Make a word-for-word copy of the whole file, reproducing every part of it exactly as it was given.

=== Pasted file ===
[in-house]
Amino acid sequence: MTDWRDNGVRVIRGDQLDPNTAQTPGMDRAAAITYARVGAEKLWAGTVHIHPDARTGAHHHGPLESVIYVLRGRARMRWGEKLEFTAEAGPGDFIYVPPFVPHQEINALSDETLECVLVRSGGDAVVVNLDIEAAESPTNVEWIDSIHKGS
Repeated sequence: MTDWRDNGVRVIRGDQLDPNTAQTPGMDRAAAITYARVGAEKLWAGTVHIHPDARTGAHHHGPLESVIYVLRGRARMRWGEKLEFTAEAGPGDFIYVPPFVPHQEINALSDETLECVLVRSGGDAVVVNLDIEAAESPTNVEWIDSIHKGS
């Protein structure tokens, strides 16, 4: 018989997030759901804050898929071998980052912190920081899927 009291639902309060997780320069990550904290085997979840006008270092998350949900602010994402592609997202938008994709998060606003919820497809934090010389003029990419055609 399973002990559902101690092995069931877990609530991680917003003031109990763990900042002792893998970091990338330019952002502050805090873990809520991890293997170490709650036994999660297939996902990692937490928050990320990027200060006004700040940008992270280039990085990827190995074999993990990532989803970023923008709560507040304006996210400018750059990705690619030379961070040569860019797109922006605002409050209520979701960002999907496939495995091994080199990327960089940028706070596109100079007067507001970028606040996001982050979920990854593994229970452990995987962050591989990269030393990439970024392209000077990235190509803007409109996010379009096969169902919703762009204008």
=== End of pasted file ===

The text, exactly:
[in-house]
Amino acid sequence: MTDWRDNGVRVIRGDQLDPNTAQTPGMDRAAAITYARVGAEKLWAGTVHIHPDARTGAHHHGPLESVIYVLRGRARMRWGEKLEFTAEAGPGDFIYVPPFVPHQEINALSDETLECVLVRSGGDAVVVNLDIEAAESPTNVEWIDSIHKGS
Repeated sequence: MTDWRDNGVRVIRGDQLDPNTAQTPGMDRAAAITYARVGAEKLWAGTVHIHPDARTGAHHHGPLESVIYVLRGRARMRWGEKLEFTAEAGPGDFIYVPPFVPHQEINALSDETLECVLVRSGGDAVVVNLDIEAAESPTNVEWIDSIHKGS
């Protein structure tokens, strides 16, 4: 018989997030759901804050898929071998980052912190920081899927 009291639902309060997780320069990550904290085997979840006008270092998350949900602010994402592609997202938008994709998060606003919820497809934090010389003029990419055609 399973002990559902101690092995069931877990609530991680917003003031109990763990900042002792893998970091990338330019952002502050805090873990809520991890293997170490709650036994999660297939996902990692937490928050990320990027200060006004700040940008992270280039990085990827190995074999993990990532989803970023923008709560507040304006996210400018750059990705690619030379961070040569860019797109922006605002409050209520979701960002999907496939495995091994080199990327960089940028706070596109100079007067507001970028606040996001982050979920990854593994229970452990995987962050591989990269030393990439970024392209000077990235190509803007409109996010379009096969169902919703762009204008």